A Report on COVID-19 Research Conducted by Jean-Laurent Casanova

September 22, 2021

At the onset of the pandemic, Jean-Laurent Casanova set out to answer the question “why is there so much variation in disease outcome in COVID-19?” His initial landmark findings appeared in back-to-back papers published in the same issue of Science, in October 2020. The papers resulted from a global effort to sequence DNA from more than 1,000 patients. One of these remarkable studies showed that individuals with severe infection were highly enriched for mutations that knock out genes encoding type I interferons, which activate antiviral responses. (Generous support from the Fisher Center Foundation helped to make this work possible.)

In the companion paper, the international consortium showed that another subset of severely affected patients produced antibodies to their own type I interferons, preventing their antiviral activity. These autoantibodies were exclusively found in patients with severe infections, and not in those with mild infections. At the time of publication, Dr. Casanova proposed that autoantibodies against interferon were likely present in the patients prior to infection. Dr. Casanova’s discoveries of inherited and acquired type 1 interferon deficiency in severe COVID-19 were highlighted by the journal Nature, in a year-end list of “10 remarkable discoveries from 2020” across all fields of science.

The Casanova lab later reported that autoantibodies against interferon account for approximately 20 percent of COVID deaths. Supporting prior predictions, the research also showed that these antibodies occur in approximately four percent of individuals over age 70 (Science Immunology, August 19, 2021). The finding that antibodies to one’s own interferon appear to change over time suggest that they could contribute to age-dependent severe disease beyond COVID-19. The search for age-related antibody mediation driven by autoimmunity in other diseases is under way and has opened a whole new field.

In another publication in Science Immunology, Dr. Casanova and his colleagues recently reported the discovery of a rare DNA variant associated with severe disease resulting from SARS-CoV-2 infection. The variant occurs in a gene that encodes a molecule called toll-like receptor 7 (TLR7). It was identified in 16 unrelated male patients aged seven to 71 years, who were part of a genetic study of 1,202 males aged one through 99, all of whom presented with “unexplained critical COVID-19 pneumonia.” The variant was not found in a group of asymptomatic or mildly symptomatic individuals, the oldest of whom was 102.

Dr. Casanova and his associates are continuing their search for genetic factors that underlie susceptibility to COVID-19. They are also working to understand why some otherwise healthy children are stricken with multisystem inflammatory syndrome, a rare and potentially fatal condition that occasionally occurs after what may have been a mild SARS-CoV-2 infection. The following page lists six publications appearing in prestigious journals in which Casanova laboratory has acknowledged the Fisher Center for Alzheimer’s Research Foundation during 2020 and 2021.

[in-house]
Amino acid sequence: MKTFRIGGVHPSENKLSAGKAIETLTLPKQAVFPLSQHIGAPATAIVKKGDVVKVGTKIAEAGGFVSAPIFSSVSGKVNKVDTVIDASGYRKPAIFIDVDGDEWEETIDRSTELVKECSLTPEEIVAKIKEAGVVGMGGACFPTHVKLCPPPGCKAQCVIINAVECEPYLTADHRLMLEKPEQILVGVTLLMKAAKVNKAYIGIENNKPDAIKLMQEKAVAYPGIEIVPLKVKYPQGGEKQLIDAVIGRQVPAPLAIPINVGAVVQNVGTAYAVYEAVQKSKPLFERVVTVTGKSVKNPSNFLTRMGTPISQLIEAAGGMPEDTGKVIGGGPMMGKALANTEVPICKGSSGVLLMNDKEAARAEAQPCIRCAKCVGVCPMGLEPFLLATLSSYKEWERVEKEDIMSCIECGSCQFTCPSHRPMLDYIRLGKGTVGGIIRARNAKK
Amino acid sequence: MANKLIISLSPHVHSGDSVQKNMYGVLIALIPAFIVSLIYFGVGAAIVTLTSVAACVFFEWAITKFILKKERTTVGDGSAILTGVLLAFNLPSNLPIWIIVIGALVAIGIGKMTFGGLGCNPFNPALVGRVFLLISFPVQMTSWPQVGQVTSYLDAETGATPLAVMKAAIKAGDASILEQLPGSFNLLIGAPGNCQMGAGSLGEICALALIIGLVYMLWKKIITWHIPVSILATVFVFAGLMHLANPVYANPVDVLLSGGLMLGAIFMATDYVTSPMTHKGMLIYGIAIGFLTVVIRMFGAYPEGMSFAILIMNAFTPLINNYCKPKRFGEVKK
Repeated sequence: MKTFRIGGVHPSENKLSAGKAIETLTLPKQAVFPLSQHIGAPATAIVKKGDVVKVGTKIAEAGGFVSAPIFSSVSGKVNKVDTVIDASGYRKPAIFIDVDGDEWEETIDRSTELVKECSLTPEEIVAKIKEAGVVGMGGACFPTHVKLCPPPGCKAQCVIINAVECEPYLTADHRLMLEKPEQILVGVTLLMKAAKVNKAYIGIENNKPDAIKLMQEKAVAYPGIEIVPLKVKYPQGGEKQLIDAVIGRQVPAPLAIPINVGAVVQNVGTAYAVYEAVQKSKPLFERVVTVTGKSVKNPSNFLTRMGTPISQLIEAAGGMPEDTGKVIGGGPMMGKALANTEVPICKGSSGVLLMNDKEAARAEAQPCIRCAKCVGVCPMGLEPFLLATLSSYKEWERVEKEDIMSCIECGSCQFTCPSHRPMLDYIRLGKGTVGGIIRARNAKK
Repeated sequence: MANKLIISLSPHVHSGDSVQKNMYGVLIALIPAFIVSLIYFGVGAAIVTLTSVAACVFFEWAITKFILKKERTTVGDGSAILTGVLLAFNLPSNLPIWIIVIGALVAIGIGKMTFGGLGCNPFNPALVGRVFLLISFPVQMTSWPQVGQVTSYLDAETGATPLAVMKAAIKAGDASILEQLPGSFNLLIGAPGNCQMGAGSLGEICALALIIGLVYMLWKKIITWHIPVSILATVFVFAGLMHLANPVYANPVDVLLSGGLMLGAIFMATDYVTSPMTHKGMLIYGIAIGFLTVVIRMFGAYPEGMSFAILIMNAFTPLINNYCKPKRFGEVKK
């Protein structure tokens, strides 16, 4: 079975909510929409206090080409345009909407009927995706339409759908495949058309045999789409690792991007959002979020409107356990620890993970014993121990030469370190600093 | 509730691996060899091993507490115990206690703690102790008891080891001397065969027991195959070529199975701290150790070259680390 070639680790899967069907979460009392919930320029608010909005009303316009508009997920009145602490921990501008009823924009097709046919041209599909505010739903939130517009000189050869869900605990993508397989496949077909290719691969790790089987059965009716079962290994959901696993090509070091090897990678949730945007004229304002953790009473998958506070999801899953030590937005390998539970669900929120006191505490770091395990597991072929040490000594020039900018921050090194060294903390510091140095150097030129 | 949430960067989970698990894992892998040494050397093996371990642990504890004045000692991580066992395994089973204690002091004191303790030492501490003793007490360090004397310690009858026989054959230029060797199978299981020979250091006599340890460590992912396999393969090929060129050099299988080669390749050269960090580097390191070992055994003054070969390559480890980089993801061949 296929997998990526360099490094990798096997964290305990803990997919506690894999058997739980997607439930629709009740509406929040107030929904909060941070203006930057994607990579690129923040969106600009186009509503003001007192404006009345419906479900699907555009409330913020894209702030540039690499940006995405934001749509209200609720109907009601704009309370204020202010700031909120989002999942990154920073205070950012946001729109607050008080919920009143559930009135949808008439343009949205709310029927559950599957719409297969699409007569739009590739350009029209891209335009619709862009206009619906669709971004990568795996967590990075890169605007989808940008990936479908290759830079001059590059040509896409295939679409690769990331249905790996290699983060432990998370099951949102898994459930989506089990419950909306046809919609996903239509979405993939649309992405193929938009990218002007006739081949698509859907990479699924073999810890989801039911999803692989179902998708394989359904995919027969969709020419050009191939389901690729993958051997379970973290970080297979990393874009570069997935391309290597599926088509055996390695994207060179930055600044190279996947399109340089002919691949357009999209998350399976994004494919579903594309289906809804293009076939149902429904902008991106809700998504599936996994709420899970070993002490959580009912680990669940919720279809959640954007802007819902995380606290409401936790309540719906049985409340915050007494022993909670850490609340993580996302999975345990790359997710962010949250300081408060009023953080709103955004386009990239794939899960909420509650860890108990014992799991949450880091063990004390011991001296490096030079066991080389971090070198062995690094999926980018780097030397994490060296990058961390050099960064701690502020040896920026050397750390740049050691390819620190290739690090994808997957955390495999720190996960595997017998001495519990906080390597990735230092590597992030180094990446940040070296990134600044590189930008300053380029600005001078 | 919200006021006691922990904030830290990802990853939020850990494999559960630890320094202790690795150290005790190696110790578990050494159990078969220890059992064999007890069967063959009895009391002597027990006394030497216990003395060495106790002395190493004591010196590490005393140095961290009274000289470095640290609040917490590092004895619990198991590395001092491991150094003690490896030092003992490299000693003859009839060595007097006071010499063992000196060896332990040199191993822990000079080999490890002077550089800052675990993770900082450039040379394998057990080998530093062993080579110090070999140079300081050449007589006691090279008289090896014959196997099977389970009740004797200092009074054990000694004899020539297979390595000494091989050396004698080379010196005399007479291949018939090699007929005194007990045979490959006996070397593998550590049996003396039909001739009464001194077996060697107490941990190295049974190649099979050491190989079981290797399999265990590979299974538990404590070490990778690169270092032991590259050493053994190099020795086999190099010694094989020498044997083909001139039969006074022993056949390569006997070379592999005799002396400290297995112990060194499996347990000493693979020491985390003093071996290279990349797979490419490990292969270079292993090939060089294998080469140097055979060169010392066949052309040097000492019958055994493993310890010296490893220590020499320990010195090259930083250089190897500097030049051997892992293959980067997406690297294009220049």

X-linked recessive TLR7 deficiency in ~1% of men under 60 years old with life-threatening COVID-19.
Asano T, Boisson B, Onodi F,… Casanova, JL.
Science Immunology, 19 August 2021.

Autoantibodies neutralizing type I IFNs are present in ~4% of uninfected individuals over 70 years old
and account for ~20% of COVID-19 deaths
Paul Bastard, Adrian Gervais, Tom Le Voyer, J r mie Rosain, Quentin Philippot, J r my Manry,
Eleftherios Michailidis, Hans-Heinrich Hoffmann, Shohei Eto, Jean-Laurent Casanova +190 authors.
Science Immunology, 19 August 2021.

Neutralizing autoantibodies to type I interferons in COVID-19 convalescent donor plasma
Sara E. Vazquez, Paul Bastard, Kathleen Kelly, Adrian Gervais, Philip J. Norris, Larry J. Dumont,
Jean-Laurent Casanova, Mark S. Anderson & Joseph L. DeRisi.
Journal of Clinical Immunology, 19 August 2021.
Early nasal type I IFN immunity against SARS-CoV-2 is compromised in patients with autoantibodies
against type I IFNs
Jonathan Lopez…Jean-Laurent Casanova, Manuel Rosa-Calatrava, Florence Morfin, Thierry Walzer,
Sophie Trouillet-Assant.
Journal of Experimental Medicine, 06 August 2021.

Harnessing type I IFN immunity against SARS-CoV-2 with early administration of IFN-β
Donald C. Vinh, Laurent Abel, Paul Bastard, Matthew P. Cheng, Antonio Condino-Neto, Peter K.
Gregersen, Filomeen Haerynck, Maria-Pia Cicalese, David Hagin, Pere Soler-Palac n, Anna M. Planas,
Aurora Pujol, Luigi D. Notarangelo, Qian Zhang, Helen C. Su, Jean-Laurent Casanova & Isabelle Meyts,
on behalf of the COVID Human Genetic Effort.
Journal of Clinical Immunology, 08 June 2021.

Inborn errors of type I IFN immunity in patients with life-threatening COVID-19
Qian Zhang […]Jean-Laurent Casanova +128 Authors.
Science, 23 Oct 2020.


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